education & tech

mLearning, teacher, scholar, social media

Education + Tech

Education & Tech, was created to build hope that education based on social technologies, can transform the new century, and enable abundance not only spiritually but economically. Milton Ramirez, Ed.D. - @tonnet is the founder & editor. He is a teacher, tech blogger, writes on education, and hails this blog from Union, NJ. For further questions, tips or concerns please e-mail him to:miltonramirez [at] educationandtech [dot] com

Teacher + Scholar

If you are a regular to Blog Education & Tech, you shall remember that I am a blogger and I'd written a post about education almost everyday since 2003. Education & Tech provides you with education news, expert tech advice, classroom management ideas, and social media tools for educators, administrators, parents and k-12 students.

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School Conversations, "What Does That Culture Look Like?

Although I don't always see the conversations David Warlick talks about in this post, I think it's a good start. It'll be quite possible that you see conversations in most schools or educational environments, but you might have to agree with me that it happens but in not all schools.

During this week, I read an note where the results of a study showed poor performance of students attending 'poor schools'(read neighborhood schools). The article was referring to the American schools, not to even mention the same structures overseas.

Is it true that many of us are heavily using Twitter, Facebook and Google, confused by many as hubs or gatekeepers in the media, when they merely represent tools to communicate ideas online. Such tools are not always in reach to everyone. Costs of internet connection are still high and even when American schools all have access, it's the distribution of the access which concern me more.

D. Warlick sketches 10 suggestions for administrators for promoting these kind of conversations in the 'building and beyond.' All of them valuable but in the assumption we've got rid of the neighborhood schools. What I do appreciate is Warlick's vision to encourage what I'd prefer to call the Theory of Learners, learn anything new daily and make it a way of living.

Struck me the suggestion No. 3: "Make frequent mention of your Twitter stream, RSS reader, specific bloggers you read. Again, this should not be limited to job specific topics." Yes, some mega media moguls are already jealous of social networks as Twitter. They are scared to hell to think people is paying more attention to a Twitter stream than a professional view in the so authorized media.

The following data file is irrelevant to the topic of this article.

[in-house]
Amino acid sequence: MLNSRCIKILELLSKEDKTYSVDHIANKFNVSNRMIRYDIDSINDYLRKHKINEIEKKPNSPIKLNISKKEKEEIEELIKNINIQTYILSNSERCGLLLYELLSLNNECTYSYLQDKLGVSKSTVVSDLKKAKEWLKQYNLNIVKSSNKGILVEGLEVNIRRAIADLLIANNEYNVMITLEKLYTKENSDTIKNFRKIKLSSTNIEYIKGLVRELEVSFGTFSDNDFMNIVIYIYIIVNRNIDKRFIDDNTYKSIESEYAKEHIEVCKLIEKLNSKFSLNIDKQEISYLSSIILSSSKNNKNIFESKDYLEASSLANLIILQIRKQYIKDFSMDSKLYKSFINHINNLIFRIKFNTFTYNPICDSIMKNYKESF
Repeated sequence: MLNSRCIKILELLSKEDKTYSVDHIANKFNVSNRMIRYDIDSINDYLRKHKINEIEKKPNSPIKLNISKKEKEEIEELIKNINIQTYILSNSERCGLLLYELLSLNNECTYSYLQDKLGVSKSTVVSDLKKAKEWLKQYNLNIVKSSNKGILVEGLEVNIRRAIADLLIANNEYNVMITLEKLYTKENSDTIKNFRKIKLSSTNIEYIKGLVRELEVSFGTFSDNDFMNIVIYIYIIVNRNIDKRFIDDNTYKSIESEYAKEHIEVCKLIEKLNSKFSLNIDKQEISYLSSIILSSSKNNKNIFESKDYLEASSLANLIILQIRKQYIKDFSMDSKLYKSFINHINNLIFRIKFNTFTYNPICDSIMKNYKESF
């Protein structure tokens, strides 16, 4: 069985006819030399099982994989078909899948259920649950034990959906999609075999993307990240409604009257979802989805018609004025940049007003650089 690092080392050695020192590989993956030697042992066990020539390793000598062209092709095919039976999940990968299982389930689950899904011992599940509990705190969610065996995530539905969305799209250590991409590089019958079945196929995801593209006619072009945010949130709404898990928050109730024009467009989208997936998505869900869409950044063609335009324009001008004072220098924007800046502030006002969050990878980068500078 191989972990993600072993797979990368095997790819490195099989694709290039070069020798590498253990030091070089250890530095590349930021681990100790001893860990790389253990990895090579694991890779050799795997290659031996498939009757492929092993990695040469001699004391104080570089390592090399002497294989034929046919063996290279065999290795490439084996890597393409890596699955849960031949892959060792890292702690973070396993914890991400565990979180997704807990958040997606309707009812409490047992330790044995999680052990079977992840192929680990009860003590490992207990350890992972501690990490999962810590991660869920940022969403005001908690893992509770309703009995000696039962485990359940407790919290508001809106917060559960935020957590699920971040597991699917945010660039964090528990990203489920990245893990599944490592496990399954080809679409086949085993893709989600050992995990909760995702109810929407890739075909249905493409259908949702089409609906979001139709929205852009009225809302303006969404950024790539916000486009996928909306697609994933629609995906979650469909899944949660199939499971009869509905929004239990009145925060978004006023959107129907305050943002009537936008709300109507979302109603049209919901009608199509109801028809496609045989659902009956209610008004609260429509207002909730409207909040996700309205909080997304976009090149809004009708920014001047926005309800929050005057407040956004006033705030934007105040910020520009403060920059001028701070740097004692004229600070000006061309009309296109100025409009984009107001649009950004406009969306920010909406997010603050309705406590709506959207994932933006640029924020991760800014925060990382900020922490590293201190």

Let's keep it simple, build conversations whenever you are but do not forget the gifted and talented but graciously poor people.

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Recommendations for Uses of Video in e-Learning

I suppose you are already familiar with VuRoom, a plugin to be used with Skype. You might need it in the future, if you you pay attention to Jennifer Wrigley's recommendation for using video effectively in e-learning.

In a detailed post, the editor of The Spicy Learning Blog, writes that videos are effective if "used in the right way."

There are thousands of videos available but we need to manage time and effort to benefit not only ourselves but students. Here's, without further interruption,

10 Tips for Using Video Effectively in e-Learning.

1. Keep videos short and to the point.
2. Use videos for emphasis.
3. Make videos interactive.
4. Follow up with questions or a summary.
5. Use videos to demonstrate how to, or how not to, do something.
6. Use actors not real employees.
7. Be creative.
8. Include a transcript.
9. Be technically clever.
10. Make videos downloadable elsewhere.

For a complete list of our recommended education videos click here.

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Destroying Traditional Teacher Figure to Raise Passionate Students

Tonight, I've missed the regular session for edchat. Hundreds of educators, administrators and community interested in education, meet up on Twitter to discuss about the student ownership of learning. A good example can be mirrored from @lanwitches' article.